EURO - September 2016
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Money growth still satisfactory as QE continues
Summary: In the three months to August 2016 the Eurozone’s M3 quantity of money grew at an annualised rate of 5.8%. Meanwhile the annual rate of broad money growth remains close to 5% – a more or less ideal number in view of nagging deflation fears – just as it has done since spring 2015. The ECB’s “quantitative easing” programme has been successful. Annual broad money growth has risen from its 2009 – 2013 average (of a mere 2% or so), helping the Eurozone to achieve a clear cyclical rebound. The German economy, in particular, has seen robust domestic demand in recent months.
The ECB’s QE programme was launched to combat deflation and the ensuing weak demand growth. The annual consumer price inflation rate stood at 0.2% in August, the third consecutive month of positive data, albeit well below the target of 2% or just below. Some individual countries, notably Italy and Greece, are still suffering deflation although Spain recorded its first positive inflation figures in 14 months in September. For all the criticism over the ongoing low inflation, however, the ECB’s QE programme has worked almost to perfection as far as money growth is concerned. Since its announcement in February 2015 the annual growth rate of M3 has moved up to 5% and stayed there with some consistency. In the five years to end-2014 the annual growth rate of M3 had averaged under 2%. The contrast in money growth between the pre- and post-QE-announcement periods is clear. Further, the credit counterparts data show that the money growth upturn reflects increased bank acquisition of government securities, just the pattern to be expected with a large-scale QE programme.
In August, M3 grew by €48b., down on the €63b. growth recorded in July but still above the average for the 18-month period since QE was launched. The ECB’s credit counterparts data show a slowdown in bank credit to general government and business lending, although the stock of mortgage lending continues to grow. Furthermore, all the main categories of lending are now registering positive annual growth rates – in sharp contrast to the immediate pre-QE period.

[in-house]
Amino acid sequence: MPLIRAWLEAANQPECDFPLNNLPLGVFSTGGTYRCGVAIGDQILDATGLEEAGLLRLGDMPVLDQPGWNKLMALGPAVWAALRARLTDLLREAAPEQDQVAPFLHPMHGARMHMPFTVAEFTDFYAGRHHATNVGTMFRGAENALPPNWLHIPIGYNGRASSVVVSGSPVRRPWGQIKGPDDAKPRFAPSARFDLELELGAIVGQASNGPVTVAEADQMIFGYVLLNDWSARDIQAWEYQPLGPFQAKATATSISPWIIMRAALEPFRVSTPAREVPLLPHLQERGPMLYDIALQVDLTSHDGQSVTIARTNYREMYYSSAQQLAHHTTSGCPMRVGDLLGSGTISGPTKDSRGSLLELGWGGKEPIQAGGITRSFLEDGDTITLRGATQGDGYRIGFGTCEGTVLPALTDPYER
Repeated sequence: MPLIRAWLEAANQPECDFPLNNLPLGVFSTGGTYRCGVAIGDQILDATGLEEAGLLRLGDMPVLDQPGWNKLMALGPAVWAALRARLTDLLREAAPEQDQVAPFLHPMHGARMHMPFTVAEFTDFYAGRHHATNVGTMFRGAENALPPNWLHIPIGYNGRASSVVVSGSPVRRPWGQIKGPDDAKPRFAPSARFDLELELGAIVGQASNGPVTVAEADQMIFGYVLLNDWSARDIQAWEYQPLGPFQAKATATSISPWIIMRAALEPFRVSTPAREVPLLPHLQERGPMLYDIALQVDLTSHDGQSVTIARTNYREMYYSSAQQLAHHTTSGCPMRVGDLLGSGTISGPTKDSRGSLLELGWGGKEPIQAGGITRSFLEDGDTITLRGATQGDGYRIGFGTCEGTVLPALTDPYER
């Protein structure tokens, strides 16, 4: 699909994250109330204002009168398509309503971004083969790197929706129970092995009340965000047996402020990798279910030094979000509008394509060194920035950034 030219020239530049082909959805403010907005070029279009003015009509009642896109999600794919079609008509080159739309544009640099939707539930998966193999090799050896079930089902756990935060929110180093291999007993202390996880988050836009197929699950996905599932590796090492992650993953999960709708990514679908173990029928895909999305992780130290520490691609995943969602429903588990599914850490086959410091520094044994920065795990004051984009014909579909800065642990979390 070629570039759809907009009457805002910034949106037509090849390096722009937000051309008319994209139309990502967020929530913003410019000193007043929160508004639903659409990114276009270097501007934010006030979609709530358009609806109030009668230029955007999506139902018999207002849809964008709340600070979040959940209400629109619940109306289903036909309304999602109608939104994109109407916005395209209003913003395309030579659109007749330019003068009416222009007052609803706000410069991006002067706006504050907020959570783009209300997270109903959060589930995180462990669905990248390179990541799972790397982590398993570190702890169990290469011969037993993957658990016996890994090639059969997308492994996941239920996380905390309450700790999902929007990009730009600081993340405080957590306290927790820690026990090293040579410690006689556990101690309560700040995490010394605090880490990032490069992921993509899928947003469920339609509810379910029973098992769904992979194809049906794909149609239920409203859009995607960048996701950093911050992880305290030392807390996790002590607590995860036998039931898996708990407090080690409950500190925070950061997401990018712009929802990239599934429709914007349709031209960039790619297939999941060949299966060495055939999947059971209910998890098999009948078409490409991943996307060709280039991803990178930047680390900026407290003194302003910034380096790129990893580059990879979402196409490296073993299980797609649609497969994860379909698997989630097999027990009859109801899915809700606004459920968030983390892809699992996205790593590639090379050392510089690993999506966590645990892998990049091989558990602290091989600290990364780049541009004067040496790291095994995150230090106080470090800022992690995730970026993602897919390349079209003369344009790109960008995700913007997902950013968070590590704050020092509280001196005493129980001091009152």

One feature of the first half of 2016 was the strong money growth in Germany compared with other Eurozone member states. In the year to July, Germany’s M3 advanced by 7.4%, whereas it went up only 3.9% in the rest of the Eurozone. A month later, the figures were 7.2% and 4.7% respectively – still a significant divergence – but German M3 grew by only €1b. during the month, the smallest monthly increase since March 2014 when German M3 actually shrank. This figure may be a blip but even if it is not, German hawkish attitudes remain as entrenched as ever. Jens Weidmann, the Bundesbank president, insisted earlier this month that “the risks of ultra-loose monetary policy become larger the longer the phase of low interest rates lasts.” Any early scaling back of QR nonetheless looks unlikely for, as recently as May, the quantity of money fell in both France and Italy and fears remain about the level of non-performing loans at some Italian banks. At the moment, with inflation low and money growth at a very satisfactory level overall, QE is keeping the Eurozone economy in reasonable shape, especially compared with the stagnation of 2-3 years ago.
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